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Microsoft Access Expert 4
By Richard Rost   Richard Rost on Twitter Richard Rost on LinkedIn Email Richard Rost   8 years ago

This is the fourth Microsoft Access video tutorial in the Expert series. It picks up where Expert Level 3 left off.

This class is 1 hour, 48 minutes long and focuses primarily on new types of form controls including option groups, toggle buttons, the image control, and more. We'll also learn about one-to-one relationships, and practice more with one-to-many relationships. You will learn:

- Additional Form Controls
- Option Groups, Tab Control
- Toggle Buttons, Enhanced Formatting
- List Box, Image Control
- Display Image Without Storing
- One-to-One Relationships
- Extended Customer Details
- More One-to-Many Relationships
- Track multiple family members

This course was recorded using Access 2013, but is also valid for Access 2007 and 2010 users. Click here for more information on Access Expert Level 4, including a course outline, sample videos, and more.

Extended family circular ref Upload Images   Link 
Andres Trujillo 
21 days ago
Gold standard for database design: as in the case of the extended family member.  Is the gold standard to have one table for contact list and then have fields for identifying/classifying others i.e. customer vs employee, parent vs child?  If you have one table with classification of customer versus employees and then you develop family members, would you put the family in the same table and how do you relate them to someone else in the same table and classify them.  Are you not creating a circular reference?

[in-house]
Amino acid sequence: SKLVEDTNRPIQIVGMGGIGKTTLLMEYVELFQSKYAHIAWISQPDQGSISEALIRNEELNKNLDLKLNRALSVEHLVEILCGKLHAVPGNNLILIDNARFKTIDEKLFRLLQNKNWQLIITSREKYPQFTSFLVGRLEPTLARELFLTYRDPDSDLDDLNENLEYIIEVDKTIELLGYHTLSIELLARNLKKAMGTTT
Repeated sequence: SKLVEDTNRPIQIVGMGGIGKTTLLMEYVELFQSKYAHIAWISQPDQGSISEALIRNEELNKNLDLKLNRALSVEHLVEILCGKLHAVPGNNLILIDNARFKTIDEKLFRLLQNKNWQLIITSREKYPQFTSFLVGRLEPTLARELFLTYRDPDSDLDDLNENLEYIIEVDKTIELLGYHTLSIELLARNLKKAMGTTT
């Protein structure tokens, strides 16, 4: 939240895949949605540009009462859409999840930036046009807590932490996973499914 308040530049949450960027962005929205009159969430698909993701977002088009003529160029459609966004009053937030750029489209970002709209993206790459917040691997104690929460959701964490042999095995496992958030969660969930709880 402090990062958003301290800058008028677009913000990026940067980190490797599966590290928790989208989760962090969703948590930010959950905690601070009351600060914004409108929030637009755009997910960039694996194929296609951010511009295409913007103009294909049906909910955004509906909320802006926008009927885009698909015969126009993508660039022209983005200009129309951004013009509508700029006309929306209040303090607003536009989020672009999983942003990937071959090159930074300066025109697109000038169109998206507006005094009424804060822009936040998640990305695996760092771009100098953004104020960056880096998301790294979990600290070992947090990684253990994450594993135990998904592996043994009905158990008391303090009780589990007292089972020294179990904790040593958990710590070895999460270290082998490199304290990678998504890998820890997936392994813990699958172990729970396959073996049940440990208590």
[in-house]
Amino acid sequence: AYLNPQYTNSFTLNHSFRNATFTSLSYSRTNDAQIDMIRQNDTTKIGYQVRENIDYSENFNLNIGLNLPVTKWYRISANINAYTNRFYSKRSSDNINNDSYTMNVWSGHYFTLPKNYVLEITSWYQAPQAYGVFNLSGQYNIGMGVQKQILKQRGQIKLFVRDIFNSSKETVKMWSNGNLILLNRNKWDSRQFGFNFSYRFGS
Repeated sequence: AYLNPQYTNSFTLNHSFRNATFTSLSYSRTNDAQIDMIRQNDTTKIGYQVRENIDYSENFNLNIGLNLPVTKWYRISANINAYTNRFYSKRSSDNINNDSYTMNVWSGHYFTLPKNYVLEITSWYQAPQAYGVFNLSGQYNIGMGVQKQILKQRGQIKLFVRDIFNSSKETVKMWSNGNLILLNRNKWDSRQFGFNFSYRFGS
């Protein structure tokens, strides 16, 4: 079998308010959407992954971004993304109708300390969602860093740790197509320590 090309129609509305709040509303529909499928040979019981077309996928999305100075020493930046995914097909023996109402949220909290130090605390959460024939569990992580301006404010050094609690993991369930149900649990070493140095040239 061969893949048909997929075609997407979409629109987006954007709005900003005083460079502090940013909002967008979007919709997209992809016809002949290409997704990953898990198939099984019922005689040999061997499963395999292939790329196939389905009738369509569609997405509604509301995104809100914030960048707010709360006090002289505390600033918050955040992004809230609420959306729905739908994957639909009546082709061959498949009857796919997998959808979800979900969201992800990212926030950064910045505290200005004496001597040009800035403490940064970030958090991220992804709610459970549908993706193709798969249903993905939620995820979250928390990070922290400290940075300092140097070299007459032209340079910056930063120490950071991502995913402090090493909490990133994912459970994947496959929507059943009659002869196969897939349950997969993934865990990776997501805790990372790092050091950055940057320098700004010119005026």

Adam Schwanz
21 days ago
Tables that store the same information should be grouped together generally. In this case "People", it could be employees, customers, children or whatever you want, if you store the same information for all of them, it's easier to put them together in a table and then add fields to identify what they are. If you are not storing the same information and you don't really care about the childs information, you just want to link the child to the parent, you could make another table with a one to many relationship if you want.
Scott Axton
20 days ago
Check out the Self Join Relationships video.  That might help clarify some of your questions.
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Toggle buttons Upload Images   Link 
Andres Trujillo 
21 days ago
The biggest issue I have as an end-user with toggle buttons is: identifying if they are depressed, does the color change mean they are depressed, whats the base/foundation color and wheat her they are depressed or not, does that mean yes or no, true or false, off or on?
Adam Schwanz
21 days ago
You can use the text caption too. Make it "THIS BUTTON IS PRESSED" if you want to ;).
Richard Rost
19 days ago
I personally don't like toggle buttons. I almost never use them. I just show you how to use them in class because... well... I kinda have to. LOL. I personally use check boxes for everything that's yes/no.
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Access Expert 4 Video 2 Upload Images   Link 
Andres Trujillo 
21 days ago
When developer makes a list box as in the reward list box and setting setting it to 0 so there is no default, the problem: when end-user highlights any option,  it can no longer be 0. Is there a way so end-user can have nothing selected?
Scott Axton
21 days ago
A list box can be "blank" to start up say in a new record. Unfortunately  once you select an item from the list box there  isn't any easy to clear the selections.

You best option would be to put a "None" selection in the box and then use that value to handle the criteria for your needs.  There are other options if you know some VBA.

Richard Rost
19 days ago
Yeah, clearing the selected value from the list box requires one line of VBA:

MyListBox = 0

That assumes the bound column (ID) is based on an AutoNumber.
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